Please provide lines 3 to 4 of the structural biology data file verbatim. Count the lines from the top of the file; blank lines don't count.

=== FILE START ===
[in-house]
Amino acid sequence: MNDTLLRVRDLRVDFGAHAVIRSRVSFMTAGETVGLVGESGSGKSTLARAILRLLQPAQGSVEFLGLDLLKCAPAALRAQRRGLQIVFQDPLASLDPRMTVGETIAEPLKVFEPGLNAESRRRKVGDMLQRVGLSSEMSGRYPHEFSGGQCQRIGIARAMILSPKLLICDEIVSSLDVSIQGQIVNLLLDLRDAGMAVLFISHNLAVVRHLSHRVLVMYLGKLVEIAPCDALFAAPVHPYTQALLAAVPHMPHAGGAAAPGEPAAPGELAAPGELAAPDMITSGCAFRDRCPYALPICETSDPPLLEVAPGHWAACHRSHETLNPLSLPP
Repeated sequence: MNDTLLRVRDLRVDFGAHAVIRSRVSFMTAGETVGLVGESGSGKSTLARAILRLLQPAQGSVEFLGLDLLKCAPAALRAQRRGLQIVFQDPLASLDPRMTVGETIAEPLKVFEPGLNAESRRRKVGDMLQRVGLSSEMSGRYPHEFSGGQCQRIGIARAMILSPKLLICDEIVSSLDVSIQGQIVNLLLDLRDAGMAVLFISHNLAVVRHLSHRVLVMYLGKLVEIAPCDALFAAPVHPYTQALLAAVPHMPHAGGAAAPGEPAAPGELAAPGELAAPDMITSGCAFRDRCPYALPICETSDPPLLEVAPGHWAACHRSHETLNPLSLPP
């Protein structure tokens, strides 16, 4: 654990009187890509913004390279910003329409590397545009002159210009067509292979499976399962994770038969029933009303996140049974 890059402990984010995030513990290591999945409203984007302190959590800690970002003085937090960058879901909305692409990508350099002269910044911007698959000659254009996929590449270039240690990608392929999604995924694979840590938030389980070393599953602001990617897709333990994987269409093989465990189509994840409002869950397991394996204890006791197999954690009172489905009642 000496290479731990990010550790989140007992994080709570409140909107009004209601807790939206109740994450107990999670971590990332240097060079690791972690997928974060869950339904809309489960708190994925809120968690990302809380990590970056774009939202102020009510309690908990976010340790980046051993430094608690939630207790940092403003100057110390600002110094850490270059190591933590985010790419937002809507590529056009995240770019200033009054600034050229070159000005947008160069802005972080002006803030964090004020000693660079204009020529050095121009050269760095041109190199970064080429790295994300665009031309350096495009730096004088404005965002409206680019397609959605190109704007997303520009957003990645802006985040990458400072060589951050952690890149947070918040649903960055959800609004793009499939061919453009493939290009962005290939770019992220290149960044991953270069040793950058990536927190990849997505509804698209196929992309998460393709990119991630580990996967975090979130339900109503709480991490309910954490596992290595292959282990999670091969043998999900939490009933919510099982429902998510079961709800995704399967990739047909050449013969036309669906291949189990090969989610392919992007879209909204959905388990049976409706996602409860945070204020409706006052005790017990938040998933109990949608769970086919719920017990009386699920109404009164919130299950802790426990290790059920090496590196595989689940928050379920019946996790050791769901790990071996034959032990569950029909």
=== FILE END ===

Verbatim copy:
Repeated sequence: MNDTLLRVRDLRVDFGAHAVIRSRVSFMTAGETVGLVGESGSGKSTLARAILRLLQPAQGSVEFLGLDLLKCAPAALRAQRRGLQIVFQDPLASLDPRMTVGETIAEPLKVFEPGLNAESRRRKVGDMLQRVGLSSEMSGRYPHEFSGGQCQRIGIARAMILSPKLLICDEIVSSLDVSIQGQIVNLLLDLRDAGMAVLFISHNLAVVRHLSHRVLVMYLGKLVEIAPCDALFAAPVHPYTQALLAAVPHMPHAGGAAAPGEPAAPGELAAPGELAAPDMITSGCAFRDRCPYALPICETSDPPLLEVAPGHWAACHRSHETLNPLSLPP
């Protein structure tokens, strides 16, 4: 654990009187890509913004390279910003329409590397545009002159210009067509292979499976399962994770038969029933009303996140049974 890059402990984010995030513990290591999945409203984007302190959590800690970002003085937090960058879901909305692409990508350099002269910044911007698959000659254009996929590449270039240690990608392929999604995924694979840590938030389980070393599953602001990617897709333990994987269409093989465990189509994840409002869950397991394996204890006791197999954690009172489905009642 000496290479731990990010550790989140007992994080709570409140909107009004209601807790939206109740994450107990999670971590990332240097060079690791972690997928974060869950339904809309489960708190994925809120968690990302809380990590970056774009939202102020009510309690908990976010340790980046051993430094608690939630207790940092403003100057110390600002110094850490270059190591933590985010790419937002809507590529056009995240770019200033009054600034050229070159000005947008160069802005972080002006803030964090004020000693660079204009020529050095121009050269760095041109190199970064080429790295994300665009031309350096495009730096004088404005965002409206680019397609959605190109704007997303520009957003990645802006985040990458400072060589951050952690890149947070918040649903960055959800609004793009499939061919453009493939290009962005290939770019992220290149960044991953270069040793950058990536927190990849997505509804698209196929992309998460393709990119991630580990996967975090979130339900109503709480991490309910954490596992290595292959282990999670091969043998999900939490009933919510099982429902998510079961709800995704399967990739047909050449013969036309669906291949189990090969989610392919992007879209909204959905388990049976409706996602409860945070204020409706006052005790017990938040998933109990949608769970086919719920017990009386699920109404009164919130299950802790426990290790059920090496590196595989689940928050379920019946996790050791769901790990071996034959032990569950029909």